territories and populations, or the EU historic development model.

I kindly responded by comparison with his own country to make him understand he insulted mine: "Delicious...
This is also true for America. For the same reasons I suppose you will agree in removing "us". The golden rule:
KISS. However, may be someone can tell me if Hawaï is part from America or from Asia?"

§ explaining the needs of "EU" as a specific lingual space. This was to correct Doug Ewell’s anti-European
detrimental position: "I understand the desire to say "French as spoken in Europe," perhaps akin to the oft-cited
"Spanish as spoken in Latin America," but to my mind fr-150 serves the first purpose just as well as es-419 serves
the second. I don't support the proposal to add the subtag EU."

I explained: "en-eu is sometimes quite different from en-uk and en-us. Specially in the European intergovernance
area where some meanings had to adapt to more advanced concepts by non common laws nations."

I note that Lee Gillam, detailed that point later on (without being considered), saying: "I guess en-EU could
describe items such as the word "concertation" in English documents emerging from various places, particularly
the IST programme. The EU does publish terminology resources:".
Terms such as "concertation", "global", even "internet", etc. have EU specific meanings. The same for possibly
conflicting terms between two or more countries of same languages.

§ I explained this list fits in the post-Tunis context and should preserve continuity and compatibility
with other approaches (currently mainly European) if we mutually understand each other's. This is deadly on
topic, when the list is precisely discussing and opposing the "EU" registration, creating an unnecessary
conflict I am to inform the list and to contribute to reduce, as a loyal member.

"Dear Markus, A few weeks ago a major decision changed the purpose of this list. This was a decision made
by the Congress of the United States of America. It said that the internationalized US Internet, as
documented by the IETF, is managed by ICANN, of which the IANA langtag registry management is a function.
This mailing list and the RFC 3066 Bis therefore concern a US industry and national system spanning abroad."

"This creates a vacuum: the lack of an equivalent registry and architectural support for the
Multilingual/Multinational Internet. We all prefer both to be as much continuity as possible. This is the
transition organised by Tunis. This is why I asked IAB guidance on the way to proceed. This is also why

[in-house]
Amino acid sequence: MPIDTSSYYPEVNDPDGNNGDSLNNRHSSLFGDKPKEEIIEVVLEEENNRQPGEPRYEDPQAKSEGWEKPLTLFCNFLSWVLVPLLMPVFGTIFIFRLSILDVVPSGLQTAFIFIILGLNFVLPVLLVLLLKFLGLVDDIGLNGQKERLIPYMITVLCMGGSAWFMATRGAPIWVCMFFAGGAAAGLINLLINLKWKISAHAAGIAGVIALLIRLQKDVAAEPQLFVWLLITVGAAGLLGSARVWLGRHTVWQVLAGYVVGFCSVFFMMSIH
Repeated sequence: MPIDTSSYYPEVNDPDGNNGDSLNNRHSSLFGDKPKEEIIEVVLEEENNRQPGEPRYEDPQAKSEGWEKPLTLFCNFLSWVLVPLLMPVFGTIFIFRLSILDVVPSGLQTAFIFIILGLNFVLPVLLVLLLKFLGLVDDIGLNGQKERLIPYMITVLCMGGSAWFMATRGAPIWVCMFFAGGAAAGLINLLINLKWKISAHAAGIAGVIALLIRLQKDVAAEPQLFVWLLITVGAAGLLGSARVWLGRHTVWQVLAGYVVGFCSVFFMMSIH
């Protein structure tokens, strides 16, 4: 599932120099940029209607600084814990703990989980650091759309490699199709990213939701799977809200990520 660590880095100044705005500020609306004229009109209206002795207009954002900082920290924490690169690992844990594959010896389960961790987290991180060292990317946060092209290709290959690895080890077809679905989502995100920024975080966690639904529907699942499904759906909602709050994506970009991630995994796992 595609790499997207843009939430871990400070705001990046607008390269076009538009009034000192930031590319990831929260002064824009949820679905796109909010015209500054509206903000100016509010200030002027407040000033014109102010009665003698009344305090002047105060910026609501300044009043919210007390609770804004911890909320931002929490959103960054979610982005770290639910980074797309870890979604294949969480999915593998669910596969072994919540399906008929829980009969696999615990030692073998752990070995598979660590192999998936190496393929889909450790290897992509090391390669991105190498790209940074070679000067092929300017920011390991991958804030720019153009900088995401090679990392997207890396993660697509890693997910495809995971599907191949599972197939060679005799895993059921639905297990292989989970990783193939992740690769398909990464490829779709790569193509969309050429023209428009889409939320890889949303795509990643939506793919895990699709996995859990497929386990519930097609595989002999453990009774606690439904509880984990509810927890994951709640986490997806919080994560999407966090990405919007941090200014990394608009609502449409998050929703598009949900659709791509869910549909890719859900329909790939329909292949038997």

I finalise an appeal to the IESG against some RFC 3066 Bis, to make the US system interoperable quality
wise with the expected World system. My proposition is even that the US system can be used as a default,
at least during the transition period."

"I note that this kind of debate is a good example of the difference of vision between US internationalization
and multilingual harmonisation, and the problem of compatibility we will face. For example, non-US Govs and
people are not interested in countries as such, as are the USA and as is RFC 3066 Bis. This is simply because
they are the countries. They are interested in their own network communities and in domains. They do not name
domains and languages for e-commerce, but to be support their users. "eu" is a top level geographic domain
equivalent to "us", "uk", "je", "in", "gg", etc.: it will obviously be technically treated equal. But many
other geographical zones will be treated the same. We see the language naming as a service, not as a
constraining control tool."

"I suppose that many things will also have to adapt with the support of ISO 639-6".

I accept that one may disagree with my positions: this why we debate. This is why the decision of Harald
Alvestrand does not make sense (I quote and comment Harald's 23 Jan 2006 decision):

§ "Once again - this is an off-topic message for the ietf-languages list."

No it is not. I documented that.

§ "This is not a list for political posturing or meta-discussions about what the rules for language
tags ought to have been, it is a list for discussing the registration of language tags according to the
procedures of the relevant IETF documents."

I do not feel I "postured" anything. I do not know what a "meta-discussion" can be. I documented the
reality, and the way it affects the "EU" registration being under discussion. If the debate of the
thread does evolves according to the procedures of the IETF relevant documents (RFC 3066 Bis not applying),
the debate should have been closed after my mail. The continuation of the thread along the same lines and
discussing European Union specifics irrelevant to the case, might lead to think this would be an ad-hominem
gesticulation, posturing to the benefit of external public.

§ "Posting privileges suspended until February 13, 2006, according to RFC 3934 section 2, which does
not permit longer suspensions under the rules of that RFC. I think this is the fifth time."

The casualness in managing participants posting privileges and counting decisions, seems to imply a lack
of serious. It would to confirm the idea of a gesticulation for other purposes in mind.